Amazon this week introduced new capabilities within its cloud of Web Services. The company debuted Amazon Snowball, an import/export system, as well as Amazon QuickSight, a business intelligence platform for the service.
The company also introduced an addition to the Kinesis streaming platform inside its cloud called Kinesis Firehose, which makes it easier to ingest streaming data into Amazon S3 storage.
(Related: Previous updates to AWS unveiled in July)
Snowball is actually a new service coupled with a device. The device is used locally to send through data, up to 1 petabyte per week, according to Amazon’s Snowball release blog.
From the blog: “With Snowball, you don’t need to write any code or purchase any hardware to transfer your data. Simply create a job in the AWS Management Console and a Snowball appliance will be automatically shipped to you. Once it arrives, attach the appliance to your local network, download and run the Snowball client to establish a connection, and then use the client to select the file directories that you want to transfer to the appliance. The client will then encrypt and transfer the files to the appliance at high speed. Once the transfer is complete and the appliance is ready to be returned, the E Ink shipping label will automatically update and you can track the job status via Amazon Simple Notification Service, text messages, or directly in the Console.”
Amazon also introduced QuickSight, a business intelligence service offered within AWS. The tool is aimed directly at users of BIRT and Domo, as well as other business intelligence tools.
Finally, Amazon introduced Inspector, a new automated security assessment service that can be used to secure EC2 instances and other AWS resources.
Al Hilwa, program director for software development research at IDC, said that re:Invent had a lot of goodies for database and analytics folks. “I love the Snowball data shipping appliance, which shows some real out-of-the-box thinking at Amazon,” he said. “The big news in the data space is the entry into the analytics with Firestorm, which builds on the successful Kinesis Streams. Given the explosive growth in data generated by health, wearable and other IoT devices, I am not surprised Amazon and others like Salesforce and Microsoft are investing heavily in this space.”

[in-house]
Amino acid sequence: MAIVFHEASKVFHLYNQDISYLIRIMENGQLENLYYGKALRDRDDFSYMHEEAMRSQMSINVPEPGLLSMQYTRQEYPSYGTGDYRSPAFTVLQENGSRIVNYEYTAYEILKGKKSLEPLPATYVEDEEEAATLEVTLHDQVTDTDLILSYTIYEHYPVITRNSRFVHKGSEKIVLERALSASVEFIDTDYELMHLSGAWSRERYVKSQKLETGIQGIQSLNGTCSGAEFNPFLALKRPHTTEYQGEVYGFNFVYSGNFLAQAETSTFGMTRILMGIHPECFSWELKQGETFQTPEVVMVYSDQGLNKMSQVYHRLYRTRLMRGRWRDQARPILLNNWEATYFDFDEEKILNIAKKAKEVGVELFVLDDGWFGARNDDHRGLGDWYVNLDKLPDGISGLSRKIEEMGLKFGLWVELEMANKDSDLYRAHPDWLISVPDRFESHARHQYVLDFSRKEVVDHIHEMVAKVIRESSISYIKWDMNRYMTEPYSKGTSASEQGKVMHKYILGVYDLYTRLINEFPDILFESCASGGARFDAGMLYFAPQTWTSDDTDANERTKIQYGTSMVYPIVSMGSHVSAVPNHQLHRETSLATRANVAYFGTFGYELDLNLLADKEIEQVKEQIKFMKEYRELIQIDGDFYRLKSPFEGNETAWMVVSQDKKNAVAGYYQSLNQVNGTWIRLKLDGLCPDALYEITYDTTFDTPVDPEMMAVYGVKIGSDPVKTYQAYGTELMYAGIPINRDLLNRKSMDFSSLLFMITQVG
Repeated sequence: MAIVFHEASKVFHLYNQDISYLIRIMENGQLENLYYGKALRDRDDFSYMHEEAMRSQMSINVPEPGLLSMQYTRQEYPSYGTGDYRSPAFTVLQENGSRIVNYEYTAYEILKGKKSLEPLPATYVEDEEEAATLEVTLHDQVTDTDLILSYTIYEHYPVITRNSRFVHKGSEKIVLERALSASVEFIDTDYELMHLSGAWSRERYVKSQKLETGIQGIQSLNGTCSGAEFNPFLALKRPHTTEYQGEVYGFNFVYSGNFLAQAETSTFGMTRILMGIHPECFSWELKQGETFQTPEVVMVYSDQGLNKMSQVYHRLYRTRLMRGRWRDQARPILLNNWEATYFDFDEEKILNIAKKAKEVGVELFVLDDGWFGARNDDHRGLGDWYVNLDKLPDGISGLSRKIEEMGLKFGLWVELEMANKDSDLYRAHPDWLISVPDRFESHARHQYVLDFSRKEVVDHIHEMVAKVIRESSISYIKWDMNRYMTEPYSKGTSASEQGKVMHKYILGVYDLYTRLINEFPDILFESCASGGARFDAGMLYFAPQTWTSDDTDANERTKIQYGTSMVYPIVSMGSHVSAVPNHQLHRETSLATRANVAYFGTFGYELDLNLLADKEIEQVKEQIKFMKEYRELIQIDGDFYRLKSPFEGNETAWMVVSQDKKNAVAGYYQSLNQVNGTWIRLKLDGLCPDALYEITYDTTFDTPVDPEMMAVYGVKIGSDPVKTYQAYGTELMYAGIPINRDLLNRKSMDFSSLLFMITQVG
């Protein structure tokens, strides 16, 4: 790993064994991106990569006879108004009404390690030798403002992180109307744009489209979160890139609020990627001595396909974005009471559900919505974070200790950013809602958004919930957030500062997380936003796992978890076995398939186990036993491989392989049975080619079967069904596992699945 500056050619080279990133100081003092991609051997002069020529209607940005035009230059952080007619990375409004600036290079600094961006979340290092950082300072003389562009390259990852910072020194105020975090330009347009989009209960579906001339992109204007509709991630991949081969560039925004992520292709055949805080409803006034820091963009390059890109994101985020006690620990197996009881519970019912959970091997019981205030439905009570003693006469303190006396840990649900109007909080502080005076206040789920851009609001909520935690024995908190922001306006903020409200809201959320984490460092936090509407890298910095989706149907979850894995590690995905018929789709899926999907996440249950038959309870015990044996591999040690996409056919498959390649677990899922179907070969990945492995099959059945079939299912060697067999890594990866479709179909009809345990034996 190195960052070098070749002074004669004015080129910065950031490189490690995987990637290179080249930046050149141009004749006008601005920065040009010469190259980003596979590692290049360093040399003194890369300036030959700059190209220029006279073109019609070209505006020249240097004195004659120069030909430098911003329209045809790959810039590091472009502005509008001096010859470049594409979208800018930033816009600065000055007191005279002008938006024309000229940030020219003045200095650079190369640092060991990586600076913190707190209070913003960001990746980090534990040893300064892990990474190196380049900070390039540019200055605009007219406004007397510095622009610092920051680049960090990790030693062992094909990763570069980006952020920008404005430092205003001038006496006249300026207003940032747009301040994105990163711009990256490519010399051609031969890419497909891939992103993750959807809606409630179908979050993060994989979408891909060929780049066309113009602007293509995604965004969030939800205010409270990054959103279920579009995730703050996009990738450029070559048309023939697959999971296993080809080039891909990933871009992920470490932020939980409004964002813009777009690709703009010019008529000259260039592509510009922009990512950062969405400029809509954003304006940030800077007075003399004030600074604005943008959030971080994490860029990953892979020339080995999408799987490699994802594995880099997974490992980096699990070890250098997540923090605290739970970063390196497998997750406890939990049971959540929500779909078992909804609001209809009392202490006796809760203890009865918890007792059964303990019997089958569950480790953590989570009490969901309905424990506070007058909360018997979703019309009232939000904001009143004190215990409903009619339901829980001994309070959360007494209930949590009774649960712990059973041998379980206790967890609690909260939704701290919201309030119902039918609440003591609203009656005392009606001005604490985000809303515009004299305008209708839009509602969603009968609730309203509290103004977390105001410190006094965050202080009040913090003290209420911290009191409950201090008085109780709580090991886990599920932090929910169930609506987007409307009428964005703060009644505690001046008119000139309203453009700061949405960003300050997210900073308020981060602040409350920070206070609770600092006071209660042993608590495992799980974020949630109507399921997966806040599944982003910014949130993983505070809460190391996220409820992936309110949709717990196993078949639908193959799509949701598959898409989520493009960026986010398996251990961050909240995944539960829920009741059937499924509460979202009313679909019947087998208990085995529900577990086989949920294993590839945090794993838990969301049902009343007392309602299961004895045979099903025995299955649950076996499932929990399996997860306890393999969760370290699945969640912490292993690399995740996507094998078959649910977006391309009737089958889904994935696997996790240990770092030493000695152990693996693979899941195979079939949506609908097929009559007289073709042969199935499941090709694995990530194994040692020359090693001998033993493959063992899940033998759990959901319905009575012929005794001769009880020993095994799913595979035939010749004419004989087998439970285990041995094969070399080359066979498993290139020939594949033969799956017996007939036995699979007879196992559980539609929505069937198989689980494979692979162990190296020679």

Amazon wasn’t the only company at re:Invent showing off new products. Threat Stack introduced Threat Stack Pro, a tool for securing workloads in the cloud, even when using containers.
Threat Stack chairman and CEO Brian Ahern said, “It’s important to companies that their security products allow them to scale with confidence, achieve compliance and operate efficiently. Our Pro Edition moves customers closer to a single pane of glass with the ability to share Threat Stack’s powerful insights with the other tools and processes that keep them moving fast. AWS re:Invent is the perfect place to introduce this important new offering that illustrates our momentum.”
Teradata was on hand to announce that its Teradata Database would now be available in Amazon’s cloud. Teradata has been under tremendous pressure from Big Data platform Hadoop in recent years, and this move brings its data warehousing solution into the cloud.
Chris Twogood, vice president of product and services marketing at Teradata, said, “This is a watershed announcement for Teradata because it illustrates a fundamentally new deployment option for what has long been the industry’s most respected engine for production analytics. In terms of convenience, security, performance and market adoption, cloud computing has proven its value. By incorporating AWS as the first public cloud offering for deploying a production Teradata Database, we will make it easier for companies of all sizes to become data-driven with best-in-class data warehousing and analytics.”
Azul Systems was at re:Invent to show off its real-time Java platform running inside Red Hat Enterprise Linux, which in turn is inside AWS. And CoreOS announced integrations between Tectonic and AWS. (Tectonic is a management system for running containers in the cloud.)
Alex Polvi, CEO of CoreOS, said, “We want to ensure businesses have the ability to scale their applications in containers by using Kubernetes on AWS. The combination of Kubernetes, CoreOS and AWS is another step forward in helping companies reach hyperscale. We invite companies to try out Kubernetes on AWS through the Tectonic AWS installer, available through the Tectonic Preview or through our open-source guides.”
Splunk was also in Las Vegas for re:Invent. The company introduced a Splunk app for AWS that pulls in information from the various monitoring and logging services inside AWS, and presents them within a Splunk searching interface.
Marc Olesen, senior vice president of cloud solutions at Splunk, said, “The new Splunk App for AWS provides leading enterprises with additional visibility and security as they move mission-critical workloads to the cloud with confidence. As they efficiently and productively deploy and manage AWS environments, enterprises benefit from end-to-end visibility and the ability to monitor user activity, resource changes, topology, and network traffic flows.”